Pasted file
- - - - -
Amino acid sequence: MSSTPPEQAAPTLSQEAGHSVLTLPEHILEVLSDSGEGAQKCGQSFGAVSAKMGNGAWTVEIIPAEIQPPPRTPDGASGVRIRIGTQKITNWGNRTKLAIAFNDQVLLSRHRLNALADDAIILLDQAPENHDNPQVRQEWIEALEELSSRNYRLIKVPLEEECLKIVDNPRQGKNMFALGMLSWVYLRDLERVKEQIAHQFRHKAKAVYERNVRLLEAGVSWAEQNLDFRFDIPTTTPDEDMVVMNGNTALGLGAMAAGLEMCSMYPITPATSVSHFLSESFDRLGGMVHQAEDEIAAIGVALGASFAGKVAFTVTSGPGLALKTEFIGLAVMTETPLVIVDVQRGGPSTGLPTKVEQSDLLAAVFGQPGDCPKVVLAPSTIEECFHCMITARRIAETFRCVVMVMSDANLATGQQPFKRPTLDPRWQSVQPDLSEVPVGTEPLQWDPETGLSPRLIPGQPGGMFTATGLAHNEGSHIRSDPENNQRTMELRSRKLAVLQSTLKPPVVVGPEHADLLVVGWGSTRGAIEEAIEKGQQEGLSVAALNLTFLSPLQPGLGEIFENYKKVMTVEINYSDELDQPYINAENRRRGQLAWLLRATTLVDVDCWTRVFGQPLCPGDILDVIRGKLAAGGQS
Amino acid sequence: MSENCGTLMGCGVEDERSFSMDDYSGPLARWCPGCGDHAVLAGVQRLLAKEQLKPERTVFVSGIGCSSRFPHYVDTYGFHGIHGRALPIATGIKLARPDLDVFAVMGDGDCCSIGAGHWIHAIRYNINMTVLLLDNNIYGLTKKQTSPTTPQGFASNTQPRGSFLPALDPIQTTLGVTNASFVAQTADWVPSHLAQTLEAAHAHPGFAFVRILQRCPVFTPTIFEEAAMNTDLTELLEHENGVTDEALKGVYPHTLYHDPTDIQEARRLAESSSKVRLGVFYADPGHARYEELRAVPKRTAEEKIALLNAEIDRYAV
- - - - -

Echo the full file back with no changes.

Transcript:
Amino acid sequence: MSSTPPEQAAPTLSQEAGHSVLTLPEHILEVLSDSGEGAQKCGQSFGAVSAKMGNGAWTVEIIPAEIQPPPRTPDGASGVRIRIGTQKITNWGNRTKLAIAFNDQVLLSRHRLNALADDAIILLDQAPENHDNPQVRQEWIEALEELSSRNYRLIKVPLEEECLKIVDNPRQGKNMFALGMLSWVYLRDLERVKEQIAHQFRHKAKAVYERNVRLLEAGVSWAEQNLDFRFDIPTTTPDEDMVVMNGNTALGLGAMAAGLEMCSMYPITPATSVSHFLSESFDRLGGMVHQAEDEIAAIGVALGASFAGKVAFTVTSGPGLALKTEFIGLAVMTETPLVIVDVQRGGPSTGLPTKVEQSDLLAAVFGQPGDCPKVVLAPSTIEECFHCMITARRIAETFRCVVMVMSDANLATGQQPFKRPTLDPRWQSVQPDLSEVPVGTEPLQWDPETGLSPRLIPGQPGGMFTATGLAHNEGSHIRSDPENNQRTMELRSRKLAVLQSTLKPPVVVGPEHADLLVVGWGSTRGAIEEAIEKGQQEGLSVAALNLTFLSPLQPGLGEIFENYKKVMTVEINYSDELDQPYINAENRRRGQLAWLLRATTLVDVDCWTRVFGQPLCPGDILDVIRGKLAAGGQS
Amino acid sequence: MSENCGTLMGCGVEDERSFSMDDYSGPLARWCPGCGDHAVLAGVQRLLAKEQLKPERTVFVSGIGCSSRFPHYVDTYGFHGIHGRALPIATGIKLARPDLDVFAVMGDGDCCSIGAGHWIHAIRYNINMTVLLLDNNIYGLTKKQTSPTTPQGFASNTQPRGSFLPALDPIQTTLGVTNASFVAQTADWVPSHLAQTLEAAHAHPGFAFVRILQRCPVFTPTIFEEAAMNTDLTELLEHENGVTDEALKGVYPHTLYHDPTDIQEARRLAESSSKVRLGVFYADPGHARYEELRAVPKRTAEEKIALLNAEIDRYAV